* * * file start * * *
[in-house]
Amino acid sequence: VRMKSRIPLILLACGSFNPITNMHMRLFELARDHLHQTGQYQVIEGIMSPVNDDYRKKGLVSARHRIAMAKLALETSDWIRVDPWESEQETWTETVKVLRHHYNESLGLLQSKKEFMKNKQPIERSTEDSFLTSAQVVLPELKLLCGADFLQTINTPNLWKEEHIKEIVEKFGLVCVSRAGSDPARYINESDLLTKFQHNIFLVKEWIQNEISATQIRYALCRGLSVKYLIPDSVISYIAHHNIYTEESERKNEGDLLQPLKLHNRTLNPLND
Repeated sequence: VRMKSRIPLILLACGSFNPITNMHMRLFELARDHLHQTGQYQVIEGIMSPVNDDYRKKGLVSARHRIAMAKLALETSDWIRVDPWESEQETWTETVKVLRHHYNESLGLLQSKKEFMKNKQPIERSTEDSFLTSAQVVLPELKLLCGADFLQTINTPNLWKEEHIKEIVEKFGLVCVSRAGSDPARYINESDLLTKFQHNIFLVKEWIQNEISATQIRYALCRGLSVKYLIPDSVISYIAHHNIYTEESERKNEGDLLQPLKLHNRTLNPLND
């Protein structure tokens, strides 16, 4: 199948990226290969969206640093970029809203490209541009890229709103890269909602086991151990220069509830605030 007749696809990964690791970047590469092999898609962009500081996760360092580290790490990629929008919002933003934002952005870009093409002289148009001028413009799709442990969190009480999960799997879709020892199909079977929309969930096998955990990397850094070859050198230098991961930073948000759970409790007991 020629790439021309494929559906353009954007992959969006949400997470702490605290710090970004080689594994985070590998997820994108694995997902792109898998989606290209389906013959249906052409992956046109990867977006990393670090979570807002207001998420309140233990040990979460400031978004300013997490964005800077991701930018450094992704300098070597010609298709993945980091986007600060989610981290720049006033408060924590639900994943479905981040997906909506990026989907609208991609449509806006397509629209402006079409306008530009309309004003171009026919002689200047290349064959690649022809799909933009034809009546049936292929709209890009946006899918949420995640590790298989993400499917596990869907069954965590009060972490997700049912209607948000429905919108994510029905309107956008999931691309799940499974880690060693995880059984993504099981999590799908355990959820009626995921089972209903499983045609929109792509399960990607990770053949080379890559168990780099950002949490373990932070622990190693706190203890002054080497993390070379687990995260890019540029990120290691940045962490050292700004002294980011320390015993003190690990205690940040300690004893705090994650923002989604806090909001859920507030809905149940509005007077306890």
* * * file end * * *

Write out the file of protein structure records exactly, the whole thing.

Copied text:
[in-house]
Amino acid sequence: VRMKSRIPLILLACGSFNPITNMHMRLFELARDHLHQTGQYQVIEGIMSPVNDDYRKKGLVSARHRIAMAKLALETSDWIRVDPWESEQETWTETVKVLRHHYNESLGLLQSKKEFMKNKQPIERSTEDSFLTSAQVVLPELKLLCGADFLQTINTPNLWKEEHIKEIVEKFGLVCVSRAGSDPARYINESDLLTKFQHNIFLVKEWIQNEISATQIRYALCRGLSVKYLIPDSVISYIAHHNIYTEESERKNEGDLLQPLKLHNRTLNPLND
Repeated sequence: VRMKSRIPLILLACGSFNPITNMHMRLFELARDHLHQTGQYQVIEGIMSPVNDDYRKKGLVSARHRIAMAKLALETSDWIRVDPWESEQETWTETVKVLRHHYNESLGLLQSKKEFMKNKQPIERSTEDSFLTSAQVVLPELKLLCGADFLQTINTPNLWKEEHIKEIVEKFGLVCVSRAGSDPARYINESDLLTKFQHNIFLVKEWIQNEISATQIRYALCRGLSVKYLIPDSVISYIAHHNIYTEESERKNEGDLLQPLKLHNRTLNPLND
């Protein structure tokens, strides 16, 4: 199948990226290969969206640093970029809203490209541009890229709103890269909602086991151990220069509830605030 007749696809990964690791970047590469092999898609962009500081996760360092580290790490990629929008919002933003934002952005870009093409002289148009001028413009799709442990969190009480999960799997879709020892199909079977929309969930096998955990990397850094070859050198230098991961930073948000759970409790007991 020629790439021309494929559906353009954007992959969006949400997470702490605290710090970004080689594994985070590998997820994108694995997902792109898998989606290209389906013959249906052409992956046109990867977006990393670090979570807002207001998420309140233990040990979460400031978004300013997490964005800077991701930018450094992704300098070597010609298709993945980091986007600060989610981290720049006033408060924590639900994943479905981040997906909506990026989907609208991609449509806006397509629209402006079409306008530009309309004003171009026919002689200047290349064959690649022809799909933009034809009546049936292929709209890009946006899918949420995640590790298989993400499917596990869907069954965590009060972490997700049912209607948000429905919108994510029905309107956008999931691309799940499974880690060693995880059984993504099981999590799908355990959820009626995921089972209903499983045609929109792509399960990607990770053949080379890559168990780099950002949490373990932070622990190693706190203890002054080497993390070379687990995260890019540029990120290691940045962490050292700004002294980011320390015993003190690990205690940040300690004893705090994650923002989604806090909001859920507030809905149940509005007077306890």